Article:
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The property is as welcoming as a junkyard. It could exist only in the laissez-faire world of Loxahatchee Groves, where neighbors generally adhere to a live-and-let-live philosophy. Iron fences, about 12 feet tall, zigzag across the property, so as to keep the animals at bay. Several pieces of heavy machinery, including a forklift, sit in the yard. Hawkes is in the process of building a garage for his 1959 convertible Cadillac and 1969 Corvette (complete with lion's head hood ornament). Near the swimming pool is a massive statue of a musclebound man holding a globe atop his head.
You'll have to make do with a cage-side view of the animals, because the house (and most of the yard) is off limits. The cats have the run of the granite floors, from the swimming pool to the master bedroom, and they don't take kindly to strangers. Only Hawkes and his girlfriend, LeeAnn Lewis, can enter. At night Bobo, a tiger, cuddles up in bed with the couple.
The 58-year-old, Croatian-born Hawkes is a few inches over six feet tall, with a barrel chest and a shaggy head of salt-and-pepper hair. His eyes are bright blue but bloodshot, and his vine-swinging arms are still ripped with muscles. Lou Ferrigno comes to mind, but with a middle-aged gut.
"I was seven years old when I saw Johnny Weissmuller swinging through the trees, and that was it," says Hawkes, explaining the root of his Tarzan obsession. By Hawkes' fabled account, he escaped communist Croatia at age 17 by hiking through mountains. He fled first to Austria, then Paris, then Canada, finally settling in Miami in 1959. The opportunity to play the lord of the jungle, his boyhood dream, came, according to Hawkes, after he sent pictures of himself to a producer, who then arranged an audition.
"How many people can walk among lions and tigers and survive?" Hawkes asks rhetorically. "Only Tarzan can do that."
The films in which Hawkes appeared usually are not mentioned in the same breath as the Weissmuller classics (or even the later Jock Mahoney films). One Website dedicated to all things Tarzan gives each Hawkes movie a single star, describing one as "an odd, inept movie." It does add, however, that "Hawkes' yell is wonderful!"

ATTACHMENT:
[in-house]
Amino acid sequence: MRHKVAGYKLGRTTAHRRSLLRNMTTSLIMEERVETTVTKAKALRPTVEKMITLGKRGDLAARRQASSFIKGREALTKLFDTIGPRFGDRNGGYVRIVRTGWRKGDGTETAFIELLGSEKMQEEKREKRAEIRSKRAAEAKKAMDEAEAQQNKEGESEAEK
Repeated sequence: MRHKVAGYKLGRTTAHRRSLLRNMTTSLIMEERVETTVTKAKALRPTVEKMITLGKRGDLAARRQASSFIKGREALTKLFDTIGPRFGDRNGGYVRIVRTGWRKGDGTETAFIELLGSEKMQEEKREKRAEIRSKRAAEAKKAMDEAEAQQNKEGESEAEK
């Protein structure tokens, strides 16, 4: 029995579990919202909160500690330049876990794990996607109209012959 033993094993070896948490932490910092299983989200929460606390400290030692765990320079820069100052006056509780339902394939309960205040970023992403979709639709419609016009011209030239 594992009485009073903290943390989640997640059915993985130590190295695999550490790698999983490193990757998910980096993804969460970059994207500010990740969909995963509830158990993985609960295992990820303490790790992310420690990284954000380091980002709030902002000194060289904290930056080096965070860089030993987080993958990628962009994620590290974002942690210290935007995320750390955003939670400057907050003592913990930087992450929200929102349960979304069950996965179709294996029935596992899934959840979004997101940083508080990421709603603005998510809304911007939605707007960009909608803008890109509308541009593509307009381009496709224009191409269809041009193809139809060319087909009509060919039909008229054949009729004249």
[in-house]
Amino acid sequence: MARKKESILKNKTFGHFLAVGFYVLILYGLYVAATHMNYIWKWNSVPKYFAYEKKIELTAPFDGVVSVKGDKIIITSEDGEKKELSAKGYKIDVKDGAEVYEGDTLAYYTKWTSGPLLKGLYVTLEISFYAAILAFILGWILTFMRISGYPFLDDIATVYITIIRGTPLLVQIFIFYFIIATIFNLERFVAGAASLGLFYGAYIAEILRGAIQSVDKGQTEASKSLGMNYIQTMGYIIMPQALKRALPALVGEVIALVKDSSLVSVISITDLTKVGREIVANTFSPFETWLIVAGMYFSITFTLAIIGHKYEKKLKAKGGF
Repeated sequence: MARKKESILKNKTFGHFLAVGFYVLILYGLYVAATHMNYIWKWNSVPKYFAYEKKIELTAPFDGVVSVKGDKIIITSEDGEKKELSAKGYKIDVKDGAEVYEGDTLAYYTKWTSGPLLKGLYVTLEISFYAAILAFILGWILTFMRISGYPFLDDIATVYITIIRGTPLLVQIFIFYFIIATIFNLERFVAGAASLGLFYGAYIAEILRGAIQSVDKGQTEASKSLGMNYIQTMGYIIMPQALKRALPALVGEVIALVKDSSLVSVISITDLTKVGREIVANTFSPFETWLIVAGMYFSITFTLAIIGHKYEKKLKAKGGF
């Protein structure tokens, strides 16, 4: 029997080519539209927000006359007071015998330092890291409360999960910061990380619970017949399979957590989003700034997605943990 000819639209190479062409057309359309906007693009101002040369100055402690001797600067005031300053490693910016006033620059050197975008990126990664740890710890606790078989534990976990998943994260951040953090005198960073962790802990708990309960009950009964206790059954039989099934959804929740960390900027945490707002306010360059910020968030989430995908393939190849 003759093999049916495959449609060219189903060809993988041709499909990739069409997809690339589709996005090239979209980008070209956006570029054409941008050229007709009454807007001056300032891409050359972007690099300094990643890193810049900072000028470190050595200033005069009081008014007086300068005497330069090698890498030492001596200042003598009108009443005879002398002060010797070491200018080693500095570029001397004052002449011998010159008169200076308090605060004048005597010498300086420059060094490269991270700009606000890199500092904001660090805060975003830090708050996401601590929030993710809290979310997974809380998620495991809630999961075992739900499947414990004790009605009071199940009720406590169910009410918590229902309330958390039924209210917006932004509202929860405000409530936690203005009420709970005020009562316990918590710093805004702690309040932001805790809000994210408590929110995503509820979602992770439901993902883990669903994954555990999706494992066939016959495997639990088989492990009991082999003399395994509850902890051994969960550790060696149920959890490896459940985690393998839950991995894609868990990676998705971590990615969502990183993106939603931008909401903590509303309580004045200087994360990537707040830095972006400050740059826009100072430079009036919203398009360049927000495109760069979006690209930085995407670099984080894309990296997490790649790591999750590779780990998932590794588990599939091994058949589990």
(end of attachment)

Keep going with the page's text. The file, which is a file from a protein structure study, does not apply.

Not so wonderful was the filming of Tarzan y el Arco Iris(Tarzan and the Rainbow), during which a stunt went terribly awry. For one scene, in which Tarzan is tortured for information, Hawkes was tied to metal stakes planted in the ground. A fire was also lit for dramatic effect. But, as Hawkes recalls, too much kerosene must have been used, because the set went up in flames. The crew, he claims, fled the fire, but a lion dragged him from the flames, which burned 90 percent of his body.
"People have never mattered anymore ever since," says Hawkes, rolling up a sleeve to show patches of discolored skin. "I became a slave to the animals."
Hawkes did some acting after recovering from the burns (he played a murderous monster in a horror flick called Blood Freaks), but soon moved to Loxahatchee Groves in order to create a sanctuary for exotic cats. It's evidently a full-time job. Hawkes says he can't travel farther than Miami because the animals have to be looked after constantly. Housing nine several-hundred-pound cats is also expensive: Every two weeks or so, 1500 pounds of turkey legs are delivered to the Loxahatchee Groves compound for consumption.
Hawkes does granite and fencing work to pay the bills, and Lewis silk-screens Tshirts (featuring, naturally, images of lions and tigers) to sell at flea markets. The couple is also trying to get a Web-based business going. Billing the Loxahatchee Groves compound as "Jungleworld," the Website features a picture of a loincloth-clad, spear-carrying Hawkes, along with Tony the Tiger. Web browsers are implored to visit Jungleworld in the flesh, where they can have their pictures taken with the animals. Hawkes also wants to set up an exotic-animal Web cam, for which people would pay $1 a month to watch the cats online.
Despite the cyberspace plans, money is a constant pressure. Like Loxahatchee Groves itself, with its dirt roads and eccentric personalities, Hawkes is uncertain how long his sanctuary can survive. One of the few assets he has is the land itself, valued at $75,386 by the Palm Beach County Property Appraiser's Office. But if Hawkes sells the property, it is highly unlikely that he could find another place to live where the animals would have enough room to roam -- and where the presence of an 850-pound tiger would not incite a revolt by local homeowners.
The only alternative, in Hawkes' mind, is a dark one -- and perhaps an apt metaphor with which to close this trip to Loxahatchee Groves. If the money runs out, Hawkes says, he may kill the cats and himself, rather than ship them off to someone else's care.
"I can't afford food next week," Hawkes says. "It scares me that someday I would have to put us all to sleep. They're free here."
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